His silver beard and benevolent blue eyes befit a family patriarch, but when Blethen began working at The Seattle Times Company, it was far from clear that he would inherit the publisher's seat.

A child of divorce, Blethen was raised in Arizona by his mother. He started working at The Seattle Times to get closer to his father, whom he describes as distant and "hard-living." Blethen is frank about his early feelings of inadequacy: "I'm an ADD [attention deficit disorder] adult. I didn't know it when I was a kid. When I was in the third grade the teacher made me sit in the dunce corner during a spelling bee."

Still, Blethen overcame doubts about his competence by turning around the ailing Walla Walla Union-Bulletin -- which his family also owns -- in the seventies, and by 1985 he was running The Seattle Times.

It wasn't long before Blethen had a chance to demonstrate his mettle to the newsroom. In 1990, the paper aggressively covered a labor dispute at the upscale retail giant Nordstrom, which is based in Seattle, and the chain responded by pulling its advertising. Despite the threat of losing more than $1 million a year in revenue, recalls executive editor Michael Fancher, "Frank didn't flinch." Blethen impressed his employees by standing behind solid reporting. "When it comes to backing reporters on controversial stories," says reporter Steve Miletich, "you couldn't ask for a better publisher." Under Blethen's watch, The Seattle Times won three Pulitzer Prizes for taking on such sacred cows as the Seattle-based Boeing Company.

And Blethen isn't afraid to speak his mind -- when he starts talking about the evils of the estate tax, it's impossible to stop him. "Right now," he says, "the death tax drives private business out of business." Blethen says his obsession with the estate tax began 30 years ago, when he made plans to pass on his stake in The Seattle Times to his sons. In the mid-nineties, when local business owners told Blethen about the Family Business Tax Coalition, a nascent alliance forming against the tax, Blethen eagerly climbed aboard.

Because of careful estate planning, The Seattle Times is not in danger of being sold to Knight Ridder or any other chain. Nevertheless, Blethen feels it is his responsibility to speak up for the little papers that might be felled by the estate tax. "I've been in this job for 15 years," he says. "I'm one of the deans. You'll be hard-pressed to find an independent paper as large as we are. So to the degree that we can represent smaller independent newspapers with our larger voice, I will." Blethen acknowledges that his family also has a stake in repeal: His heirs would inherit about $2.5 million that would otherwise wind up in government coffers. The tax affects estates worth more than $675,000, or just two percent of all bequests each year.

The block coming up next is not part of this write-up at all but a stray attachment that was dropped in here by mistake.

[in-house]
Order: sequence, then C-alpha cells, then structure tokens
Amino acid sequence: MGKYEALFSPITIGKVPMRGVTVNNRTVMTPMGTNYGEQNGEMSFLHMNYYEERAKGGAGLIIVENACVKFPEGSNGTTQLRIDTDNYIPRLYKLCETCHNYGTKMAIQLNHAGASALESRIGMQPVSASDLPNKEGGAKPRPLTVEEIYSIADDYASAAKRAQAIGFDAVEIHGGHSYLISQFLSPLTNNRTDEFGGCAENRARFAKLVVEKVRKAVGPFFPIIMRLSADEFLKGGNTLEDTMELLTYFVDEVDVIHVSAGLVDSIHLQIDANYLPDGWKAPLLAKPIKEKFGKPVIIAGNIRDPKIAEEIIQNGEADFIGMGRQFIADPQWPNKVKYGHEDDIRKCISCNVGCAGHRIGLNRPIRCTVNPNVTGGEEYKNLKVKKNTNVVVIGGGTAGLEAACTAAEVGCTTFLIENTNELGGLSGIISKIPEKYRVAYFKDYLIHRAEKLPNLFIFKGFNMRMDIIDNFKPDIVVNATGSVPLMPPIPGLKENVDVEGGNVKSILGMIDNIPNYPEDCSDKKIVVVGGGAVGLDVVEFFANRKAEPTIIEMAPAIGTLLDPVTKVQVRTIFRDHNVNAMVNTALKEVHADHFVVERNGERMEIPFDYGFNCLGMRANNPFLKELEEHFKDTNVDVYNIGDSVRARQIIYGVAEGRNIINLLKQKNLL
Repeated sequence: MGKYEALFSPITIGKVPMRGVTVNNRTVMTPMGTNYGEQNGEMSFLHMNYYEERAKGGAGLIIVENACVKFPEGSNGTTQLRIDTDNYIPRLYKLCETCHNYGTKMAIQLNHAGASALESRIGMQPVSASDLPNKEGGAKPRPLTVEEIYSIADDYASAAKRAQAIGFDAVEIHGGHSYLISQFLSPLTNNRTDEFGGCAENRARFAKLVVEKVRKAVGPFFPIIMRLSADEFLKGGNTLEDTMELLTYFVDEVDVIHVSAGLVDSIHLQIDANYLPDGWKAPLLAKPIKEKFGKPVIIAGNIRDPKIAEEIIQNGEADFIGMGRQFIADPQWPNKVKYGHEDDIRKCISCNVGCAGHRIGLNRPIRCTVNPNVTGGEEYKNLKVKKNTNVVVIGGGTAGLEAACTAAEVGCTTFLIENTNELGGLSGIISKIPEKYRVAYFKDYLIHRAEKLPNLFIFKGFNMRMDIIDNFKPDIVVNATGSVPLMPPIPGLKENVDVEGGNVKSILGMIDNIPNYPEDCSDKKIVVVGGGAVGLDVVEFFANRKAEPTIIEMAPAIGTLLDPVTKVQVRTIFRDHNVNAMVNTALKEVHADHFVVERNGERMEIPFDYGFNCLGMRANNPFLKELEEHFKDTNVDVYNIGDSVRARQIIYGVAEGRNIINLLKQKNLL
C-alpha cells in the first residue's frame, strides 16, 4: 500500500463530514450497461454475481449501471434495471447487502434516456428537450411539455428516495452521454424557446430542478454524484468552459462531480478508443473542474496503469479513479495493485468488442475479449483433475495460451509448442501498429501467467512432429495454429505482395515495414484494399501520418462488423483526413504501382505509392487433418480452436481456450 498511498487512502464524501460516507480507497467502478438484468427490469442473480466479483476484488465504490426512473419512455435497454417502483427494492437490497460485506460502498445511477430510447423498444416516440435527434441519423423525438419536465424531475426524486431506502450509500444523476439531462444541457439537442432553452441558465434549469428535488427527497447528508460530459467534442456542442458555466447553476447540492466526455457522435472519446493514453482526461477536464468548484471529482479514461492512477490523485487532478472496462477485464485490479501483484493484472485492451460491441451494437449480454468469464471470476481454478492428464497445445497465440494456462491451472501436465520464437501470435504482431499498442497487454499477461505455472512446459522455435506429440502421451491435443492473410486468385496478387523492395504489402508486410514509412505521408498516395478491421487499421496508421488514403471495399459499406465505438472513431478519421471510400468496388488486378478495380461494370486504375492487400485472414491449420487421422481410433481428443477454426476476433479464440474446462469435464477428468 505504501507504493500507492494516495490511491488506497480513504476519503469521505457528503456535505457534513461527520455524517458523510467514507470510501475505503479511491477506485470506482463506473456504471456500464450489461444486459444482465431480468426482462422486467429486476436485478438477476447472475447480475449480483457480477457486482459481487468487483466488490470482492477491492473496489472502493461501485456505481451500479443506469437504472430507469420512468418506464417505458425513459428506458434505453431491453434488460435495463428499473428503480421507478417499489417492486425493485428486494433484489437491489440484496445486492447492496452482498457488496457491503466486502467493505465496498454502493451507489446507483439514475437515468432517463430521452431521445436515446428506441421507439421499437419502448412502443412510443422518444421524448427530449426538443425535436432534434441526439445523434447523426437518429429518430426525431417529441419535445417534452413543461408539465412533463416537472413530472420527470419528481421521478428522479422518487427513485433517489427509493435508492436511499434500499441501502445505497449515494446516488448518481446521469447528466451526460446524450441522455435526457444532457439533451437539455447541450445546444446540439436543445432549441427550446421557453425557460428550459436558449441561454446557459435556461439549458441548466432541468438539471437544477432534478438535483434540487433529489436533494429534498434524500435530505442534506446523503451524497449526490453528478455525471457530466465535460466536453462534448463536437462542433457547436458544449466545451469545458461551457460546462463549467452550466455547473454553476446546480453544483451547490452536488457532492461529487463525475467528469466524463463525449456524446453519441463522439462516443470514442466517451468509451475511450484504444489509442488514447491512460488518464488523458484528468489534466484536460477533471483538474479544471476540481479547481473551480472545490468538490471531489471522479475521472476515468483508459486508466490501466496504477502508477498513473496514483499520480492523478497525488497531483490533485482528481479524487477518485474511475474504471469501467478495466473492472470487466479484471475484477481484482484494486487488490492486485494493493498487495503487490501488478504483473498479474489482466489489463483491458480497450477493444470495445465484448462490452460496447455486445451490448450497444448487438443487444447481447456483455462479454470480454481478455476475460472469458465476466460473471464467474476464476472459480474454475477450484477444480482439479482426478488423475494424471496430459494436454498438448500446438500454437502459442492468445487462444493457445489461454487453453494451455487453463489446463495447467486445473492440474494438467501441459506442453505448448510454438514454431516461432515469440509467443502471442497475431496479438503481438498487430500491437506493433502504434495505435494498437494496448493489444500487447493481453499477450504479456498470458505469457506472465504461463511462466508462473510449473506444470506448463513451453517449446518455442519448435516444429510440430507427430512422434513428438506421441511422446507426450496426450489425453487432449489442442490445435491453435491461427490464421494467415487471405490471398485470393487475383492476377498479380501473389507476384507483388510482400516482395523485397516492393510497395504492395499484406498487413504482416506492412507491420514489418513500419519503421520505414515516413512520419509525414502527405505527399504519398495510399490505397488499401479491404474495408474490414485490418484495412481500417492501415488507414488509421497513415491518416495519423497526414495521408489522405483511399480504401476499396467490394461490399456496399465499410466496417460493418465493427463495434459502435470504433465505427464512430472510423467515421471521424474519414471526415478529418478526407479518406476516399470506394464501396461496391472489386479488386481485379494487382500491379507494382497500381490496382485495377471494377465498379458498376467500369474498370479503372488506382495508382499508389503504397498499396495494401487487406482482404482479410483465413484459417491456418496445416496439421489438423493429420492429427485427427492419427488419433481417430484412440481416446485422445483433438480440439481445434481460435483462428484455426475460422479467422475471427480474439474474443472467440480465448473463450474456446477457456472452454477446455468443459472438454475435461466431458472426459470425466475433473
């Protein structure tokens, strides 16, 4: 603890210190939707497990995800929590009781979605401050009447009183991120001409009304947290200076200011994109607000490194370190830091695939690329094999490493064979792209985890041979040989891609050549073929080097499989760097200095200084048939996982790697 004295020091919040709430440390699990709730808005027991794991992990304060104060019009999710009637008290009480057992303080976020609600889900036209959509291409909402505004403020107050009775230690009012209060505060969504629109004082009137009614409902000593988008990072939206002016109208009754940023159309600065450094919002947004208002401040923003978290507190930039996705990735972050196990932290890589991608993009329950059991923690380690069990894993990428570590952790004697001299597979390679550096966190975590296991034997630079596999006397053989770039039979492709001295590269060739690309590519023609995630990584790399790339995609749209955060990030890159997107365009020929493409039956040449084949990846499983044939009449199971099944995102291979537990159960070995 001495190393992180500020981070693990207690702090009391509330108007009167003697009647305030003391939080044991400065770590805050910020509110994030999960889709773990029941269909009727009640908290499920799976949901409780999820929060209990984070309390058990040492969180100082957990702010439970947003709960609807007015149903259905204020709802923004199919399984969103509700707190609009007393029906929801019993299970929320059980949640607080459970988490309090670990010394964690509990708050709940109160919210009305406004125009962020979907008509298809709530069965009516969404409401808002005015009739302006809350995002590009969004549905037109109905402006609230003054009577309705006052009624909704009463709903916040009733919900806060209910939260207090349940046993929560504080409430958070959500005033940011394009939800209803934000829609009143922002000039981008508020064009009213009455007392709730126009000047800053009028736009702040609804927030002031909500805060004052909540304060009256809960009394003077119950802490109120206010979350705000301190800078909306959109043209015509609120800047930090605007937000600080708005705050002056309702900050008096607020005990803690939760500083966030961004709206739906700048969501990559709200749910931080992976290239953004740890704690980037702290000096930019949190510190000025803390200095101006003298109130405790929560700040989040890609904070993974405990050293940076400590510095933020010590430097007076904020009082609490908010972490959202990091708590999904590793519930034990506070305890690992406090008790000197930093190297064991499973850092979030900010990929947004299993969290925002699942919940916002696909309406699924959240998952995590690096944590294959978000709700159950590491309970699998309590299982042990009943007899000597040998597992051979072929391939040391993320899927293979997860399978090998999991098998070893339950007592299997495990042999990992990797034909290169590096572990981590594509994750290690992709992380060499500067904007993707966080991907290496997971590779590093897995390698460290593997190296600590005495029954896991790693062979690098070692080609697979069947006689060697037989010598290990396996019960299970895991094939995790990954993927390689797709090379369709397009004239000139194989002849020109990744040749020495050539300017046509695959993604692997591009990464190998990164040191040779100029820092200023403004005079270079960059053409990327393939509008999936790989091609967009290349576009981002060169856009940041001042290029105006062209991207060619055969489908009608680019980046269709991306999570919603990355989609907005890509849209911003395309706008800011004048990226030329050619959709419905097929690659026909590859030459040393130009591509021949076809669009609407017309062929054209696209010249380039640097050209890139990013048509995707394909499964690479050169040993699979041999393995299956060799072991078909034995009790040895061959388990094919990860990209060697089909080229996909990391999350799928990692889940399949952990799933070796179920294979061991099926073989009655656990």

Starting in 1995, Blethen worked closely with Representative Dunn to craft legislation to repeal the tax and shape a strategy that would sell it to Congress.

He made certain that his own paper frequently called for the abolition of the estate tax and has devoted eight full editorials to repeal over the past four years. In 1997, he launched an annual "Death Tax Summit" in Washington, D.C., which brings estate-tax opponents and legislators together each May for daylong strategy sessions and lobbying.

"To help the crafting and the visibility of the public-policy message," Blethen says, he created several anti-tax ads, which he ran about 20 times in his paper. The most dramatic ads feature a tombstone inscribed with three words: "The Family Business." With the help of the Newspaper Association of America, which also opposes the tax and sent the ads to its member newspapers, they appeared in more than 75 other dailies. But many publishers -- even those who supported Blethen's cause -- chose not to carry the ads. Butch Alford, editor and publisher of Idaho's Lewiston Morning Tribune, is one of them.